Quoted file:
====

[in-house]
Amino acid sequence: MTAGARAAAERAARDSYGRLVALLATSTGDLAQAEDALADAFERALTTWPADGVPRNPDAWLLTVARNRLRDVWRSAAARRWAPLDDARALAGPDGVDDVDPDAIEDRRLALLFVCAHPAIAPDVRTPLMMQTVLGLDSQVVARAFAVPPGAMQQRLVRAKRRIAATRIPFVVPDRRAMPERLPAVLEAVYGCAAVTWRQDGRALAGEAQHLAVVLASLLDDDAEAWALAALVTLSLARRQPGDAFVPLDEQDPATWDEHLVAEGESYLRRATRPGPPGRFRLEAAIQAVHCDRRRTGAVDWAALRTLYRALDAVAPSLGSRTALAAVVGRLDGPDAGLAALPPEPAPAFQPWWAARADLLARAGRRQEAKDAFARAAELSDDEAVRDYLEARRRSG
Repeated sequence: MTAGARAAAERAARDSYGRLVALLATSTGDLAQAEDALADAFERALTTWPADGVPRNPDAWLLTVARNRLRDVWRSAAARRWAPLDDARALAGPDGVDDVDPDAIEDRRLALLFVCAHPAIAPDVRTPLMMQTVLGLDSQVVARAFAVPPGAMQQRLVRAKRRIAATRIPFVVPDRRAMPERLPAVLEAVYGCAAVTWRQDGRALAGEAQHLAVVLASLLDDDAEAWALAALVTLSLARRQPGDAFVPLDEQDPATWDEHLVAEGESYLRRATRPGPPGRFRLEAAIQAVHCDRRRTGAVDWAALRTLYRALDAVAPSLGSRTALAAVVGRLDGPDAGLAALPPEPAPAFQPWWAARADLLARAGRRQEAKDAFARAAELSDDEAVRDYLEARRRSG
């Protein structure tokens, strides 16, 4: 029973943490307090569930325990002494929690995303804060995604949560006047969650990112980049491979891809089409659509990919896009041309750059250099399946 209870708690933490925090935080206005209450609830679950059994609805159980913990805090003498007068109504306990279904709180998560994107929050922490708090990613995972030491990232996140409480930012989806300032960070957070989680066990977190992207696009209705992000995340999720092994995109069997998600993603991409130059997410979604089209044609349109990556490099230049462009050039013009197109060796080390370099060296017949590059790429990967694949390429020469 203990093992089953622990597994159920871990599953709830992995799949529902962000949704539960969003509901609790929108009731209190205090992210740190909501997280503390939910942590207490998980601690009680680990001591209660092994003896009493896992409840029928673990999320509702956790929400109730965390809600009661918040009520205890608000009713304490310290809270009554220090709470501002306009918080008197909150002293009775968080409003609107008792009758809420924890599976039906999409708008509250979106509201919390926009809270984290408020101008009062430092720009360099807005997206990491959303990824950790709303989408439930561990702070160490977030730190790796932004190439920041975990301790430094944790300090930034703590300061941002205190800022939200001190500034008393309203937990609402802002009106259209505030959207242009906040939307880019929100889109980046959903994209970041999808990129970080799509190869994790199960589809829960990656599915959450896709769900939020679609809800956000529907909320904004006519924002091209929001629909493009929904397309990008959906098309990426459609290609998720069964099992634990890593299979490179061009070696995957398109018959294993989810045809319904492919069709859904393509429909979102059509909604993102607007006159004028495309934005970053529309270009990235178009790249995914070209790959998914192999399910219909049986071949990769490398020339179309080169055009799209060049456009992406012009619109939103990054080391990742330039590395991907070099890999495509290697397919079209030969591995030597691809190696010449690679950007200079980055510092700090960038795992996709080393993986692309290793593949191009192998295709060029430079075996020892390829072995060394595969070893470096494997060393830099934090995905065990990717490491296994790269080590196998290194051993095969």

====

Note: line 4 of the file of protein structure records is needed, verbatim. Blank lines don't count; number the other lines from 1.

């Protein structure tokens, strides 16, 4: 029973943490307090569930325990002494929690995303804060995604949560006047969650990112980049491979891809089409659509990919896009041309750059250099399946 209870708690933490925090935080206005209450609830679950059994609805159980913990805090003498007068109504306990279904709180998560994107929050922490708090990613995972030491990232996140409480930012989806300032960070957070989680066990977190992207696009209705992000995340999720092994995109069997998600993603991409130059997410979604089209044609349109990556490099230049462009050039013009197109060796080390370099060296017949590059790429990967694949390429020469 203990093992089953622990597994159920871990599953709830992995799949529902962000949704539960969003509901609790929108009731209190205090992210740190909501997280503390939910942590207490998980601690009680680990001591209660092994003896009493896992409840029928673990999320509702956790929400109730965390809600009661918040009520205890608000009713304490310290809270009554220090709470501002306009918080008197909150002293009775968080409003609107008792009758809420924890599976039906999409708008509250979106509201919390926009809270984290408020101008009062430092720009360099807005997206990491959303990824950790709303989408439930561990702070160490977030730190790796932004190439920041975990301790430094944790300090930034703590300061941002205190800022939200001190500034008393309203937990609402802002009106259209505030959207242009906040939307880019929100889109980046959903994209970041999808990129970080799509190869994790199960589809829960990656599915959450896709769900939020679609809800956000529907909320904004006519924002091209929001629909493009929904397309990008959906098309990426459609290609998720069964099992634990890593299979490179061009070696995957398109018959294993989810045809319904492919069709859904393509429909979102059509909604993102607007006159004028495309934005970053529309270009990235178009790249995914070209790959998914192999399910219909049986071949990769490398020339179309080169055009799209060049456009992406012009619109939103990054080391990742330039590395991907070099890999495509290697397919079209030969591995030597691809190696010449690679950007200079980055510092700090960038795992996709080393993986692309290793593949191009192998295709060029430079075996020892390829072995060394595969070893470096494997060393830099934090995905065990990717490491296994790269080590196998290194051993095969």